It's official. At least for now, American Airlines' fares and any links to same have been completely removed from Expedia.com. That means you'll no longer find AA's fares compared on Expedia or Orbitz (American removed fares from Orbitz in December). AA's fares have also been removed from Expedia-owned Hotwire.com, but not on Orbitz-owned Cheaptickets.com. But you can still find them on Expedia-owned TripAdvisor.com/Flights, which is a so-called "meta search" engine, at least for now, and on meta-search sites Kayak and Bing.com/travel, and online travel agency Travelocity. Confused yet?
Previously, Expedia reduced the visibility of AA's fares, but they were still bookable with an extra mouse click. Here's the official statement from Expedia:
"We have been unable to reach an agreement with American Airlines due to American Airlines’ new commercial strategy that we believe is anti-consumer and anti-choice. American Airlines is attempting to introduce a new direct connect model that will result in higher costs and reduced transparency for consumers, making it difficult to compare American Airlines' ticket prices and options with offerings by other airlines. American Airlines’ direct connect model is of questionable, if any, benefit to travelers, would be costly to build and maintain and would compromise travel agents’ ability to provide travelers with the best selection.
"As a result, the sale of American Airlines flights on our website has been suspended. We remain open to doing business with American Airlines on terms that are satisfactory to Expedia and do not compromise our ability to provide consumers with the products and services they need.
"We cannot support efforts that we believe are fundamentally bad for travelers. With or without American Airlines’ inventory, we have a robust supply base and broad array of choices for our customers and we continue to offer hundreds of flight options for the routes served by American Airlines."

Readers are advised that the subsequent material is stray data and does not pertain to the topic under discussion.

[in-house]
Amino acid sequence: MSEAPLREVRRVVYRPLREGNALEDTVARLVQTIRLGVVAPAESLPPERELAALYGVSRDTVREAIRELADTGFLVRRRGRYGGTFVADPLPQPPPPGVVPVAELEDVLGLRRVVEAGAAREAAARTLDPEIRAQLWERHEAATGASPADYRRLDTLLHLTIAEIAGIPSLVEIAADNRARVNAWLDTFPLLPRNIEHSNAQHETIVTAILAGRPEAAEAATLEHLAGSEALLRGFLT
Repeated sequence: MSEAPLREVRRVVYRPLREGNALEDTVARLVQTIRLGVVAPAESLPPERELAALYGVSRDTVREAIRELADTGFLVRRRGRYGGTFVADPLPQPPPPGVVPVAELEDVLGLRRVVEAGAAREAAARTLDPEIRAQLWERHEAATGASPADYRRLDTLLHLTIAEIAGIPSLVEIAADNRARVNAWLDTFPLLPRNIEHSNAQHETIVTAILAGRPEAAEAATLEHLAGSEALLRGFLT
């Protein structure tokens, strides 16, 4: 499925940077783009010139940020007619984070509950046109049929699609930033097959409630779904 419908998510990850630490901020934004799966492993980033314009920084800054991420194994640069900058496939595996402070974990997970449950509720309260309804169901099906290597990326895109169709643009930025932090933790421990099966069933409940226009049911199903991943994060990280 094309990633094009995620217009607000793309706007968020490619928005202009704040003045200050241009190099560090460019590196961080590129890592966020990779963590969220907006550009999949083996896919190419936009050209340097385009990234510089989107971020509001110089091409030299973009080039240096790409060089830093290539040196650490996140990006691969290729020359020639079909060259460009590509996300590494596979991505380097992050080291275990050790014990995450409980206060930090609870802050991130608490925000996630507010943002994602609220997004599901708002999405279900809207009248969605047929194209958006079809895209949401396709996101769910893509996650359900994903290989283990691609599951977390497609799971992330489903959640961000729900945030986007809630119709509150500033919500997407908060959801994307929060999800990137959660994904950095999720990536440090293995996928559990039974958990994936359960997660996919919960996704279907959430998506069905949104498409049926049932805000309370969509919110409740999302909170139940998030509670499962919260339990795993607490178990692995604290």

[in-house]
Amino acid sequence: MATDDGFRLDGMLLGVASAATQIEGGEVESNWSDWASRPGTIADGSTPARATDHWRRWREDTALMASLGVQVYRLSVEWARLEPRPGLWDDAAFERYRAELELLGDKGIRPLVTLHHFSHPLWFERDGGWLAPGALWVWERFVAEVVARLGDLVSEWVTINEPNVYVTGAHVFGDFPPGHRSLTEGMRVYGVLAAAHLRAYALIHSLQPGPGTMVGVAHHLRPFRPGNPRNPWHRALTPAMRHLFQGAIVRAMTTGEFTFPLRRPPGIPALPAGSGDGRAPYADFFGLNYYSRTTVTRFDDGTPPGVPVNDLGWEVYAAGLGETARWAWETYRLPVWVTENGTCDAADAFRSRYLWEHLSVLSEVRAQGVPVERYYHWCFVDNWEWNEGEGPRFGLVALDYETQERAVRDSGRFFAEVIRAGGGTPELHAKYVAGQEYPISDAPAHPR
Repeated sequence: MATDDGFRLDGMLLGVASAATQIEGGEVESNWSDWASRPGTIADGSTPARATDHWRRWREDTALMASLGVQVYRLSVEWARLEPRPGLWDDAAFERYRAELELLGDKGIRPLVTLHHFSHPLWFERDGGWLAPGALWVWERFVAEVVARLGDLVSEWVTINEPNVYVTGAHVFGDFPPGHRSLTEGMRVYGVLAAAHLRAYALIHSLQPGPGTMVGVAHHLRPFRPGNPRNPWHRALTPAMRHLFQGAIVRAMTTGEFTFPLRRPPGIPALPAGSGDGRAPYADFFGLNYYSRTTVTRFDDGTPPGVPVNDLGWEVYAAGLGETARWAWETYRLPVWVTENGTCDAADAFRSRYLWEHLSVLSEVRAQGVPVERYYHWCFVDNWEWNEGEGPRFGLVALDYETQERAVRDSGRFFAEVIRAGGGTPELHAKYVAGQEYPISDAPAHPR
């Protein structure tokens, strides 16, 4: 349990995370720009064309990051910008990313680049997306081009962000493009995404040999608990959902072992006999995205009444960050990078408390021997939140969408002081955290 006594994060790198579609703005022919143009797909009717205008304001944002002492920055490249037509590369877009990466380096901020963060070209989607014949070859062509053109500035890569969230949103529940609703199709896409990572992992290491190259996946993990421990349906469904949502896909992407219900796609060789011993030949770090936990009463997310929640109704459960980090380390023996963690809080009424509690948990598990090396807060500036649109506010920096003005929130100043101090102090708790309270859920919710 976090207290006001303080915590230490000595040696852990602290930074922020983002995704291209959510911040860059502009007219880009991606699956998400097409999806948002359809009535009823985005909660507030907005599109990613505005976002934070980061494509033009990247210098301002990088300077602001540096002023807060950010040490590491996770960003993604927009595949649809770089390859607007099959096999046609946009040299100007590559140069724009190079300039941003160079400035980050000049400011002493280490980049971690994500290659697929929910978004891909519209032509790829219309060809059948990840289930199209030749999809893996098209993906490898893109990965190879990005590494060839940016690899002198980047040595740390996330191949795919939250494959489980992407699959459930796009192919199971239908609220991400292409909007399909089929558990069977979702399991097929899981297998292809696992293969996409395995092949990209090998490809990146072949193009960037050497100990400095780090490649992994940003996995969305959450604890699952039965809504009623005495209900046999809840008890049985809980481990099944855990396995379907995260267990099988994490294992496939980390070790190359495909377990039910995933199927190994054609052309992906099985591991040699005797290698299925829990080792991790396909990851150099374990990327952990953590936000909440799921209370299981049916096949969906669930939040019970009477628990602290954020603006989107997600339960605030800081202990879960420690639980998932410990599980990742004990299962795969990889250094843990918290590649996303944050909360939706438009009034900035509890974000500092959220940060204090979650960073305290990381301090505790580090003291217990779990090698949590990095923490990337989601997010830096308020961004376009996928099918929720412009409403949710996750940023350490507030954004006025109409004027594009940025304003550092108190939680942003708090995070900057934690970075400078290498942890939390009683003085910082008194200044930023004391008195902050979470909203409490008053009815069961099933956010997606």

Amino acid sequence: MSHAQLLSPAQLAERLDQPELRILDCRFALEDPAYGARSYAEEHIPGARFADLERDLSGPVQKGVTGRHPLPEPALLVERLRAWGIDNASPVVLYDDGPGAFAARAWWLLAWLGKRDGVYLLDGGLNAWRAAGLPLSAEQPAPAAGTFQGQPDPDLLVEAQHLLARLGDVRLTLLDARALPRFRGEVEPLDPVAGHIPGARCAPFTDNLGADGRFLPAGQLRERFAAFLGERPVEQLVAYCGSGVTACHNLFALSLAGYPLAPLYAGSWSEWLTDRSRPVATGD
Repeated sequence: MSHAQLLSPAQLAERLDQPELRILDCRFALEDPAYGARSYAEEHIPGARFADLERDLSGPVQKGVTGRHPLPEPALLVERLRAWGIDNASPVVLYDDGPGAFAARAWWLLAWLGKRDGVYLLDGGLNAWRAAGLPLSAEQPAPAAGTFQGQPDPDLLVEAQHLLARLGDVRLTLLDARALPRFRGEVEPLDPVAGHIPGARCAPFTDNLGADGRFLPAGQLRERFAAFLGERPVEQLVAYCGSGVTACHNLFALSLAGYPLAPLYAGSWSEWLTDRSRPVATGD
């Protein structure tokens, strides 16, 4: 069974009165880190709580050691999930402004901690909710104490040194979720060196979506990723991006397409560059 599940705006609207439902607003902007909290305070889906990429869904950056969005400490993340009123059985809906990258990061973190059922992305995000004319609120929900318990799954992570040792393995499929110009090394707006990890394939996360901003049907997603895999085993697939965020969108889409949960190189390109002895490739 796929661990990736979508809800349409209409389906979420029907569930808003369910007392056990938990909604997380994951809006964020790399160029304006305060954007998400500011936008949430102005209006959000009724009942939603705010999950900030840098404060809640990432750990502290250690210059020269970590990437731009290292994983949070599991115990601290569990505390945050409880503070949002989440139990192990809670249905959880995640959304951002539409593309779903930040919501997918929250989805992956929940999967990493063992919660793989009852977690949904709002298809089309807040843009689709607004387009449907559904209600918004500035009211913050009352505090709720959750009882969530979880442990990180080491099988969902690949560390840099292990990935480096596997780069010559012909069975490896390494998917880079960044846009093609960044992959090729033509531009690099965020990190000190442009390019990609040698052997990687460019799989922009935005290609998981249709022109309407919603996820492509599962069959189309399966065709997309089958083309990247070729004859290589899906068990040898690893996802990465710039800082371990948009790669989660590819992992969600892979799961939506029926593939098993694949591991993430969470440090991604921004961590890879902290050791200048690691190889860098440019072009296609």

Some industry observers believe that American will eventually reach some sort of consensus with these two large online travel agencies, but others see American following Southwest's model, showing and selling its fares only on its own web site. Only time will tell. In our humble opinion, all airlines should make their fares easy to compare side-by-side on third-party booking sites.
What isn't clear to us is why American targeted Orbitz first, other than because its contract with Orbitz was up for renewal. So it remains to be seen whether or not American will move against all online travel agencies and meta search sites. American had a dispute with Kayak in August, 2008, but eventually settled it; and Southwest has also had a tussle with Kayak when the meta search site attempted to show Southwest's fares. Kayak backed down.
Some consumers who are loyal only to American may not really care, but others who are looking only for the lowest fare will be harmed by this latest kerfuffle. As we've stated before, with so many airlines selling their lowest fares one-way for half the lowest round-trip fare, it's often cheaper to fly out on one airline and back on another. Airline web sites such as aa.com typically don't show multi-airline itineraries. And online travel agencies sometimes show hotel + air packages that are the same price or even less than airfare alone, especially on last minute trips.
So what's this all about? It's all about money, of course. AA wants consumers searching through third parties to be sent directly to aa.com only, where they can sell seat upgrades, insurance products, packages, hotel reservations, and much else. And AA doesn't want to pay fees to third parties that send traffic to aa.com. So you'll notice that on Kayak.com, if you search for a flight from New York JFK to, say, Los Angeles, that American's fares link only to aa.com, but Virgin America's fares link to Virginamerica.com plus Orbitz and Cheaptickets.